Many Counties Failing Fine-Particle Air Rules

December 18, 2004

By MICHAEL JANOFSKY

WASHINGTON, Dec. 17 - About a third of all Americans live in counties that do not meet seven-year-old standards for microscopic particles of pollution that cause thousands of premature deaths a year, the Environmental Protection Agency said Friday.

The 20 states affected, including New York, New Jersey and Connecticut, now have three years to develop plans to bring their problem counties into compliance by 2010, or face the loss of federal highway money.

This is the first time since the environmental agency set tough new health-based standards in 1997 that it has declared which counties around the country are out of compliance for the fine particles produced by a variety of sources, including car exhausts, wood-burning stoves and power plants.

These sooty chemical particles are known as PM2.5, shorthand for particulate matter measuring no more than 2.5 microns, a tiny fraction of the width of a human hair, so small they can lodge deep in the lungs if inhaled.

The Clinton administration set the rules under the Clean Air Act, which requires that air quality standards be sufficient to protect the health of even the most vulnerable people, like asthmatics and the frail elderly. Industry groups objected at the time, arguing that compliance would be far too costly. Legal challenges went all the way to the Supreme Court, where the rules were upheld.

Today, the finding that most of the country meets the standards was termed "an American success story" by the departing E.P.A. administrator, Michael O. Leavitt, President Bush's choice to be the next secretary of health and human services.

"This is not a story about air getting dirtier," Mr. Leavitt said, concluding what is likely to be his last major effort after 13 months at the agency. "This is a story about higher and more stringent standards and healthier air."


Monitoring by the agency began several years ago and found that of the nation's 3,141 counties, 2,909 - home to 192 million people - were meeting the PM2.5 standards.

But the data also showed that the standards were exceeded in 225 counties and the District of Columbia, with a total of 95 million people. (Seven other counties did not produce enough reliable data to be counted.)

Following up on the Clinton rules, the Bush administration has proposed two measures aimed at reducing emissions of particulate matter and other regulated air pollutants.

One is the Clean Air Interstate Rule, a regulation that would lower emissions from coal-fired power plants, helping to control pollution in 29 Eastern states and the District of Columbia, a region to which many emissions drift from Midwestern plants.

The other is the Clear Skies Initiative, a bill languishing in Congress that many environmental groups say would undercut the Clean Air Act.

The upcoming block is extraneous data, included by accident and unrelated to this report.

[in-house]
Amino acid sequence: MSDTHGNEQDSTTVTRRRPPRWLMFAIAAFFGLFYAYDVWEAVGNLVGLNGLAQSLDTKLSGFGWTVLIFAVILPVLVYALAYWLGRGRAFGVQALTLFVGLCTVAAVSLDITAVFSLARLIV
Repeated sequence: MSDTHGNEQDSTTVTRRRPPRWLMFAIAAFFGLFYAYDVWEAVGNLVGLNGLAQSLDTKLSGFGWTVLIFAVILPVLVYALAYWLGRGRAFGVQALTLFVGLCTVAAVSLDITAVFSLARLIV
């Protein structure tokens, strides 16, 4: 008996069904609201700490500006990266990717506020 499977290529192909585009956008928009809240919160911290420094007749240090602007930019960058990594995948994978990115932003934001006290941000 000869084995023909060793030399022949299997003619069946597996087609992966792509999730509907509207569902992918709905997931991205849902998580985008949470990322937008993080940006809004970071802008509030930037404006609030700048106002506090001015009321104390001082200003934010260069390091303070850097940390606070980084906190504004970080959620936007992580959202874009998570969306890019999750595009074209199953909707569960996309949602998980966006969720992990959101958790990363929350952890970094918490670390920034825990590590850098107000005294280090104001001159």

Mr. Leavitt had promised to sign the Interstate Rule by the end of the year, but the White House last week pushed final adoption back to March.

Most environmental groups view the Interstate Rule as a useful tool that would at least help one state to force another to restrain emissions that are carried by the winds across state lines. Still, they view the E.P.A.'s efforts as insufficient.

"It's one thing to identify areas with dirty air," said Frank O'Donnell, president of a new environmental watchdog, Clean Air Watch. "It's more important to clean up the pollution causing the dirty air. That's where they are dropping the ball."

Mr. Leavitt said the agency had taken a number of steps to reduce air pollution, including regulations issued in April to control ozone, which causes smog and damages the lungs.

Today's declaration sets in motion complex requirements for the 20 states that have areas in noncompliance with the fine-particle standards. By law, the states must now develop programs, which require federal approval, that will address the sources of the PM2.5 pollution so that compliance is achieved by 2010.

While coal-fired power plants account for much of the problem in the East, vehicle exhaust is the major offender in parts of California. That means an Eastern state's solution might include new technologies for power plant smokestacks, while California could propose anything from electrical outlets at truck stops, so that drivers would have incentive to turn off their engines overnight, to new initiatives for mass transit, said Steve Johnson, deputy E.P.A. administrator. Most states, though, would probably seek to control emissions from all types of sources.

Mr. Johnson said the E.P.A. had not calculated how much it might cost states to comply. But Jeff Clark, an official with the agency's Office of Air Quality Planning and Standards, said, "Whatever the costs are, the benefits are far bigger."

By the agency's estimates, even partial compliance by 2010 would prevent 15,000 premature deaths a year, 75,000 cases of chronic bronchitis, 20,000 cases of acute bronchitis, 10,000 hospital admissions for respiratory and cardiovascular diseases, and loss of 3.1 million days worked.